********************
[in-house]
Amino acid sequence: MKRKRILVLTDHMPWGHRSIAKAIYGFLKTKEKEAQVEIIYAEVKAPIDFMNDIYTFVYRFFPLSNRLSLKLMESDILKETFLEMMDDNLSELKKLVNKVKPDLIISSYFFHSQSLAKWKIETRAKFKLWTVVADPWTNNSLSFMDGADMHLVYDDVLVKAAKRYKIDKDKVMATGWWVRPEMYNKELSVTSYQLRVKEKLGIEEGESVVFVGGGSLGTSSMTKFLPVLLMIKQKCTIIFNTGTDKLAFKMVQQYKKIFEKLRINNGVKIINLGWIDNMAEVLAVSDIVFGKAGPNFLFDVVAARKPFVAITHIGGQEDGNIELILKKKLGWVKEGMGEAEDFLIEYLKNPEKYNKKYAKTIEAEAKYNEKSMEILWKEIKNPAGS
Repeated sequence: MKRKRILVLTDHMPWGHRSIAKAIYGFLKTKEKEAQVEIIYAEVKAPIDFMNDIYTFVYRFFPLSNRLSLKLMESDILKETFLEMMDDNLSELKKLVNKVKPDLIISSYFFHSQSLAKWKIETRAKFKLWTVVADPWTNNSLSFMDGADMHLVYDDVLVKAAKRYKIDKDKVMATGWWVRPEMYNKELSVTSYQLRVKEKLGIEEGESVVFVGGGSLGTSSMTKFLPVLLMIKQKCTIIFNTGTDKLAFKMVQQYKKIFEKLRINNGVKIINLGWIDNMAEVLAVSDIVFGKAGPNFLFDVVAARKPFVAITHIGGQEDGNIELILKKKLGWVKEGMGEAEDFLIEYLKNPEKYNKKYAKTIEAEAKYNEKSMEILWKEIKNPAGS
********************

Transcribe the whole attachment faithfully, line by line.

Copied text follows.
[in-house]
Amino acid sequence: MKRKRILVLTDHMPWGHRSIAKAIYGFLKTKEKEAQVEIIYAEVKAPIDFMNDIYTFVYRFFPLSNRLSLKLMESDILKETFLEMMDDNLSELKKLVNKVKPDLIISSYFFHSQSLAKWKIETRAKFKLWTVVADPWTNNSLSFMDGADMHLVYDDVLVKAAKRYKIDKDKVMATGWWVRPEMYNKELSVTSYQLRVKEKLGIEEGESVVFVGGGSLGTSSMTKFLPVLLMIKQKCTIIFNTGTDKLAFKMVQQYKKIFEKLRINNGVKIINLGWIDNMAEVLAVSDIVFGKAGPNFLFDVVAARKPFVAITHIGGQEDGNIELILKKKLGWVKEGMGEAEDFLIEYLKNPEKYNKKYAKTIEAEAKYNEKSMEILWKEIKNPAGS
Repeated sequence: MKRKRILVLTDHMPWGHRSIAKAIYGFLKTKEKEAQVEIIYAEVKAPIDFMNDIYTFVYRFFPLSNRLSLKLMESDILKETFLEMMDDNLSELKKLVNKVKPDLIISSYFFHSQSLAKWKIETRAKFKLWTVVADPWTNNSLSFMDGADMHLVYDDVLVKAAKRYKIDKDKVMATGWWVRPEMYNKELSVTSYQLRVKEKLGIEEGESVVFVGGGSLGTSSMTKFLPVLLMIKQKCTIIFNTGTDKLAFKMVQQYKKIFEKLRINNGVKIINLGWIDNMAEVLAVSDIVFGKAGPNFLFDVVAARKPFVAITHIGGQEDGNIELILKKKLGWVKEGMGEAEDFLIEYLKNPEKYNKKYAKTIEAEAKYNEKSMEILWKEIKNPAGS